Odette Bolano was hired Dec. 21 as president of the Saint Alphonsus Regional Medical Center in Boise.
Bolano started her career as a nurse with a bachelor’s degree from Texas Christian University, but she said she always knew she would strive to go into health administration and leadership. She earned a master’s in health services administration from the University of Houston and worked at Ascension Health, as president and CEO of St. Joseph Health System, and as senior vice president and area manager for Kaiser Permanente in Oakland, Calif., before accepting the Saint Alphonsus position last fall.
At the not-for-profit Saint Alphonsus, Bolano oversees a Catholic hospital licensed for 384 beds. Saint Alphonsus is part of Trinity Health in Livonia, Mich., a company that operates 92 hospitals and 120 continuing care facilities, home care agencies and outpatient centers in 21 states.
Idaho Business Review spent some time with Bolano learning about her background and the beliefs she brings to Saint Alphonsus. The interview has been edited for length and clarity.
What was your path to health care administration?
I went into nursing knowing I wanted to be in a leadership role. For me, it was important to understand the clinical side if I was to be a healthcare leader. My whole family is in health care; my brother and father are doctors, my son is at Emory University doing his residency for general surgery, and mother was a director of lab services. One brother is a financial planner, but that’s it.
What was your first foray into administration?
When I got into nursing, I did ICU critical care and then moved over to perioperative services. Then I was asked by a group of physicians to help build a surgery center outside of Houston in 1983. Those doctors were way ahead of their time. That was a big challenge; I didn’t know about surgery centers at the time. I learned a tremendous amount.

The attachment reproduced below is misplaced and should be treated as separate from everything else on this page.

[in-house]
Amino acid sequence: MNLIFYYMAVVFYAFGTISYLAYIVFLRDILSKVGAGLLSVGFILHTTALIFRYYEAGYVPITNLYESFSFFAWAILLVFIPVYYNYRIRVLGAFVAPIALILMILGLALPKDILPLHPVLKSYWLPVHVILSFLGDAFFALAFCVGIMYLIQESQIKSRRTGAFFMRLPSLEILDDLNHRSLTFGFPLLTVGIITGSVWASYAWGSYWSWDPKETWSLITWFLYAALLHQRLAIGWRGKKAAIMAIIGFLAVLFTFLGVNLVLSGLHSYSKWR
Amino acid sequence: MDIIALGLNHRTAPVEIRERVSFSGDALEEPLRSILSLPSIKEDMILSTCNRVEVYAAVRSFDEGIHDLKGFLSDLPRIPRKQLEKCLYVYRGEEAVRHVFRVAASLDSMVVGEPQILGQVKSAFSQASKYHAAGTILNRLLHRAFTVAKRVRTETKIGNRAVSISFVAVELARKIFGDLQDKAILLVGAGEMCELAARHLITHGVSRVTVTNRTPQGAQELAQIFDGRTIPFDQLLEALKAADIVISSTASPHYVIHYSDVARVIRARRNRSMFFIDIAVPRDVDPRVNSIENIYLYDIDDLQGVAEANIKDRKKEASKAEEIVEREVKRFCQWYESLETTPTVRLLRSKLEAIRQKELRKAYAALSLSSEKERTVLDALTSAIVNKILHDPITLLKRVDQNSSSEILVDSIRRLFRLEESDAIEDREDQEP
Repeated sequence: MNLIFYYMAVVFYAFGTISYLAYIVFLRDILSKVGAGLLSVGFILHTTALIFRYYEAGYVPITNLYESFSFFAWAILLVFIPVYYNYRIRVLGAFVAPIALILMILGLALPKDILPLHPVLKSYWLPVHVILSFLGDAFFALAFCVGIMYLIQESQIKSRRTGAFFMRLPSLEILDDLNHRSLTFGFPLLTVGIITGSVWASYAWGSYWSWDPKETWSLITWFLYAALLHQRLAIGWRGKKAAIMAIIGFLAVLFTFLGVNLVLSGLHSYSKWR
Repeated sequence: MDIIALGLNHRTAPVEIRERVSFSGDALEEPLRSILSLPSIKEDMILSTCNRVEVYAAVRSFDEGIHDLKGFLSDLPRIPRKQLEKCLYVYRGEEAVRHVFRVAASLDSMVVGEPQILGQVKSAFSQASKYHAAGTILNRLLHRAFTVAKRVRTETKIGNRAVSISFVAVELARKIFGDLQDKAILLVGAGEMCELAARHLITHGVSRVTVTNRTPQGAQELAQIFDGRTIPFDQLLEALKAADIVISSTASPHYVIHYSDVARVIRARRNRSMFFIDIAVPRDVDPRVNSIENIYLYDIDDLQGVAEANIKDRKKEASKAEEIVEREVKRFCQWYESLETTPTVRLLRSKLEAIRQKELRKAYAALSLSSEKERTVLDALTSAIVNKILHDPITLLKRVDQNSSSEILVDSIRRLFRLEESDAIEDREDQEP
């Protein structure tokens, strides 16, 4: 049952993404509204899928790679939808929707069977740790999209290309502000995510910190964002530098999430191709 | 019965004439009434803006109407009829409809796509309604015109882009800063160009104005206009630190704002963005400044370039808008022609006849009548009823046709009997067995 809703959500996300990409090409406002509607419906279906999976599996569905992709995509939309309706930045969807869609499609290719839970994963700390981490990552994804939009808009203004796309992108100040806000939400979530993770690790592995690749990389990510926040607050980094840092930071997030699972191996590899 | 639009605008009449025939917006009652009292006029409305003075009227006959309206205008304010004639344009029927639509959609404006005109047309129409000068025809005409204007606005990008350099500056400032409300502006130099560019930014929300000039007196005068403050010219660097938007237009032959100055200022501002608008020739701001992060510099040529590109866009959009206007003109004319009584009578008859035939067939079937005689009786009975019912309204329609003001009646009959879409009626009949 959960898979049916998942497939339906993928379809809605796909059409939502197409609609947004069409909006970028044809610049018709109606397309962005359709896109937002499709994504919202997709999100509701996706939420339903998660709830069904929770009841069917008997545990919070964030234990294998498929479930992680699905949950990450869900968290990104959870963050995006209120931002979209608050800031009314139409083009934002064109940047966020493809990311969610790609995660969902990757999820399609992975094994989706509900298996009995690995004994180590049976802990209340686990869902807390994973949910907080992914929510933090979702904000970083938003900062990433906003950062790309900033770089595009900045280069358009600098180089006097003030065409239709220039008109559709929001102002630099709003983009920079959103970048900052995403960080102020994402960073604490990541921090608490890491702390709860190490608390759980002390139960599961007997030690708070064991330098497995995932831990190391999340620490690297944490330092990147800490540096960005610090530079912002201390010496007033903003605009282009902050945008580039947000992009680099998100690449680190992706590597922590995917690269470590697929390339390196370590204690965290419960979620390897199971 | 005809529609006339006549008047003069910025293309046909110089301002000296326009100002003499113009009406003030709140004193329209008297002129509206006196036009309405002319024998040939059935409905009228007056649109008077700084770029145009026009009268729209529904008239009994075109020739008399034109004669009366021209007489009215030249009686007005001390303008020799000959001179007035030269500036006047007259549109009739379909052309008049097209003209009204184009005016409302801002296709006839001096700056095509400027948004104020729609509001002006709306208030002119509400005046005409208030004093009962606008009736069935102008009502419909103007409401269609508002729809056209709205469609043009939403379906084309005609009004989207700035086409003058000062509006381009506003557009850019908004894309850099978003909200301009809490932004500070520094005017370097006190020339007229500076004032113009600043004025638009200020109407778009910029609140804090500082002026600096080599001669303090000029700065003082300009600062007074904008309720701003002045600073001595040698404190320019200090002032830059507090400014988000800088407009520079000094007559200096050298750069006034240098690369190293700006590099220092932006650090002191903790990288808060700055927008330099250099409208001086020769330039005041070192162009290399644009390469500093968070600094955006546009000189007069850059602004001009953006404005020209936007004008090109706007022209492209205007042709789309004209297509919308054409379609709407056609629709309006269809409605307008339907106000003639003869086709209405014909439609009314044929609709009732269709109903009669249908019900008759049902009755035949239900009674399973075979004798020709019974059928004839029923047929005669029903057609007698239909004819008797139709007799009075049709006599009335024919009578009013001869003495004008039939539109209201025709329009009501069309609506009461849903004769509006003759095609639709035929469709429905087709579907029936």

I saw that I thrived at regulatory administration. After I learned the business, I became proficient at providing the regulatory background to ensure they could become accredited and looking at efficiencies.
After that, I decided I wanted to get back into the hospital environment, and I began a senior leader role. I became a director of nursing and had multiple areas of responsibility.
When you’re getting started, especially working for a for-profit organization, if you want progress in your career, you are going to move around. My goal was always to take the challenges of new positions and learn and really push myself.
Then I started my CEO track and joined Tenant as CEO, another for-profit, and was in the for-profit world for 11 years.
How is the for-profit hospital world different from the not-for-profit?
The for-profit hospitals are very, very focused on operations and outcomes. I think the difference was much larger 10-15 years ago.
Colombia HCA was really focused on significant growth. They were answering to Wall Street on a monthly basis, so there was just a significant expectation about driving results, financially and operationally.
You have said you moved from Kaiser to Saint Alphonsus because you wanted to be the leader of a Catholic hospital. Why?
I’m a cradle Catholic. It was important for me to at least experience Catholic health care based on my faith.